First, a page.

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Why have there been so few corporate failures?

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Corporate failures tend to peak during the early recovery phase. UK insolvency specialist Begbies Traynor recently predicted that the annual record of 30,000 UK business failures set in the early nineties will be exceeded in 2010. (26,000 UK failed in 2009 before the important early recovery phase began.)

Begbies also estimated that 140,000 UK companies experienced significant or critical financial problems during the final quarter of 2009 (an increase of six per cent over the preceding quarter) – and that many of these will be unable to cope with the increasing interest rates expected during the second half of 2010.

Companies have not become more resilient, nor did they enter the recession with lower leverage (although low interest rates have tended to make debt more supportable than is usually the case in a recession).

The reason there have been fewer large company failures lies in the financial position of the lenders. Exposure to internationally traded financial institutions and instruments deplete a lender’s capacity to absorb the significant additional write-offs and liquidations that would arise if major companies collapsed.

Lenders and regulators realise that when a large company collapses, the financial consequences are multiplied by the cascade effect as smaller, dependent companies cannot endure the financial impact of bad debts and lower sales.

The cascade cannot easily be arrested until it has run its course. When several large failures arise in close succession, unemployment increases, asset prices decline, sentiment deteriorates and the recession deepens.

So perhaps we can argue that the financial difficulty of lenders has benefited the corporate arena by restraining lender’s normal tendency towards intolerance of corporate distress, leading them to support companies operating at the margin of survival.

What, in other conditions, may have been unsupportable leverage in many large companies has been re-engineered by lenders who have converted “excessive” debt into new equity, giving banks effective control of many companies. Low interest rates have also contributed to the extent to which banks are able to tolerate non-performing credits for an extended period.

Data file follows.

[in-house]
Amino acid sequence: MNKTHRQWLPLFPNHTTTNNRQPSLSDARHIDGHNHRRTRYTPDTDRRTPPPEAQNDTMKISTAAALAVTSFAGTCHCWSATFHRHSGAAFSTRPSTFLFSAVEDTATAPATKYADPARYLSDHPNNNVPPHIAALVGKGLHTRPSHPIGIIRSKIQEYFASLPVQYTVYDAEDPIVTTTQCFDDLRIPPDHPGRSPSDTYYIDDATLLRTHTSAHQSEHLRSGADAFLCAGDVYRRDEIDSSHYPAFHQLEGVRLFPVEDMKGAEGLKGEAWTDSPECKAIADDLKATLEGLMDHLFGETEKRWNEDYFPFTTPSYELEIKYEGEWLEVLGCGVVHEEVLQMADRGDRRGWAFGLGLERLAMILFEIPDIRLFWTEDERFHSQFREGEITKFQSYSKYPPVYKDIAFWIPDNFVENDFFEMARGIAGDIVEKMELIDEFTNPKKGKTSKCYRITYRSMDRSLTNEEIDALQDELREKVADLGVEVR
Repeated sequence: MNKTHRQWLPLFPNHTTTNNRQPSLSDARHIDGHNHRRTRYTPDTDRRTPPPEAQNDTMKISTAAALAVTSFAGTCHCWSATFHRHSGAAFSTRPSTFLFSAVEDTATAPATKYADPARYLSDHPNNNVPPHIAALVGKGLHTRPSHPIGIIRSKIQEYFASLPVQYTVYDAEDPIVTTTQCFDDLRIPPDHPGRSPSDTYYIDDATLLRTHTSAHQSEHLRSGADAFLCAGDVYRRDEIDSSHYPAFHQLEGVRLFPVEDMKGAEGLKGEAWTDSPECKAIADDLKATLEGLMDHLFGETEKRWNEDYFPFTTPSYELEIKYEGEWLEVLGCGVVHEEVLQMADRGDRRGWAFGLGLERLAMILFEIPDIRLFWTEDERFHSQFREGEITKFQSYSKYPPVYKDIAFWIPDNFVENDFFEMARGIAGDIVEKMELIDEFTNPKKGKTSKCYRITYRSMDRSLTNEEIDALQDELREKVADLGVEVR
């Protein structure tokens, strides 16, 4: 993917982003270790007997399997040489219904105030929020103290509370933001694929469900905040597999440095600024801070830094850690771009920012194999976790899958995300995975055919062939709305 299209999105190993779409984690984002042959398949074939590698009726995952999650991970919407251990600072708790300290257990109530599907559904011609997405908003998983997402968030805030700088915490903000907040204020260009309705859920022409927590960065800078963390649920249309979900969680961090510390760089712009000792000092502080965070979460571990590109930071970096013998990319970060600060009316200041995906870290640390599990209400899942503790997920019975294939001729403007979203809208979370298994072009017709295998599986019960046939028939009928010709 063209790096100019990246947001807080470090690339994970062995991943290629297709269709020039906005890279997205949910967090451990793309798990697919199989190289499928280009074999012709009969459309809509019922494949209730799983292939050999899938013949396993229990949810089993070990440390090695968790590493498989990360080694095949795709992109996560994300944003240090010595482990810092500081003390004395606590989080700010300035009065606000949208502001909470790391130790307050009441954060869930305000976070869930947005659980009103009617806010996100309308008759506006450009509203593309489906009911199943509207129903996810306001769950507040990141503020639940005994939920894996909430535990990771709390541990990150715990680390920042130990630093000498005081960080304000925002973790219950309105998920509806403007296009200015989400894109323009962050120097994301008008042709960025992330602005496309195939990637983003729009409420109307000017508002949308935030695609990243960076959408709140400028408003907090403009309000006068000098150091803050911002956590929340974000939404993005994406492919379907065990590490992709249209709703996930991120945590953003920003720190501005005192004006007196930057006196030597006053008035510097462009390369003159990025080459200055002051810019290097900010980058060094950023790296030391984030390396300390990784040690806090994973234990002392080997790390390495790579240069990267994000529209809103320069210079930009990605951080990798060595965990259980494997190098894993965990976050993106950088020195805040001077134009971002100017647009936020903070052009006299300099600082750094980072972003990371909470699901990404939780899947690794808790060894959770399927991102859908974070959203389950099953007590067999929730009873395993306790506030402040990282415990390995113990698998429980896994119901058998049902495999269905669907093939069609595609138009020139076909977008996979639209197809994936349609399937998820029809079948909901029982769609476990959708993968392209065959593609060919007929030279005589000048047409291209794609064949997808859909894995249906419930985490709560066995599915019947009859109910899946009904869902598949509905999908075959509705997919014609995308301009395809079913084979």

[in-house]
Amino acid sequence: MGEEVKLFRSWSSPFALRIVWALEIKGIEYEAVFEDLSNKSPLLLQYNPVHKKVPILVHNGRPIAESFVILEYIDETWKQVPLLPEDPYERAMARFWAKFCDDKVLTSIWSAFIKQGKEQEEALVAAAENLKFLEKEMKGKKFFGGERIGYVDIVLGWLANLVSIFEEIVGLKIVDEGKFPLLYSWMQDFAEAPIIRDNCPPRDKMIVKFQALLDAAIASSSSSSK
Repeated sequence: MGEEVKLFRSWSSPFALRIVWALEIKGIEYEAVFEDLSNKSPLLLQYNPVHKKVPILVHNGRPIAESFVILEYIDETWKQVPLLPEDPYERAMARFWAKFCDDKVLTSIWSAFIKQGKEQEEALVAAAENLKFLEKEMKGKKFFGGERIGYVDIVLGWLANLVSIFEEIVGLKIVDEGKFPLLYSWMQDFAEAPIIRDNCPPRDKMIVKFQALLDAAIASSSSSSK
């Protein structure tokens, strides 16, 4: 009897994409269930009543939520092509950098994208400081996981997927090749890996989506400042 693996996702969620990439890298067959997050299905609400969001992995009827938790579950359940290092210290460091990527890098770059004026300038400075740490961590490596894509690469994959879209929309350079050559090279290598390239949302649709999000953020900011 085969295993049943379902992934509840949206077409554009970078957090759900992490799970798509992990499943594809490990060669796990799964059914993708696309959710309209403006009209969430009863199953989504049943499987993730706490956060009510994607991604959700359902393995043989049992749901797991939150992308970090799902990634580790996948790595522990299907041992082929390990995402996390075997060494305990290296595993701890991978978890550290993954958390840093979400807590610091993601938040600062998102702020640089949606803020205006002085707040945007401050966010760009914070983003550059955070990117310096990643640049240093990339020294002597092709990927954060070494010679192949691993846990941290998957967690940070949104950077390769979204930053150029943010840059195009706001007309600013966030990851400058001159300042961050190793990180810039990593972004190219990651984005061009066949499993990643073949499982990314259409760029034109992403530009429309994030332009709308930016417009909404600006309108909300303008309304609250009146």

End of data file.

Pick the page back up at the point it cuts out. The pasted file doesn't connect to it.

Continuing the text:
But lenders are now rebuilding their capital and will not remain holders of diversified investment portfolios. As a result, they will sell their equity positions, with private equity being the principal buyer and, as the capacity of lenders to take a financial hit is restored, they will start to take less a less supportive attitude towards impaired credits.

They will get tougher with SMEs and the rate of collapse will increase but, significantly, they will also allow large companies to fail, believing that the cascade of failure will be moderated by a more buoyant economy.

This depressing possibility will be compounded by the almost certain significant reduction in public-sector spending, which will act as a drag on economic recovery and will lead to more company failures than would otherwise have been the case.

The paucity of company failures in this recession to date does not make this a less pernicious event than we’ve seen in the past. Nor should we assume that survival to date implies a resilience that will strengthen as the economy improves. What we can say is that the forces that lead to company failure may have been redirected but have not diminished. The peak may simply have been deferred…

Anthony Holmes is an international corporate turnaround specialist and transitional leadership expert. He has led the revival of seven companies over 15 years, and his 30-year international business career spans strategic consultancy, investment banking and senior corporate management in a diverse range of industries. Holmes is also penning two business books: Managing Through Turbulent Times and A Time to Lead, A Time to Manage.

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Recession over, but worries continue
January / February 2010
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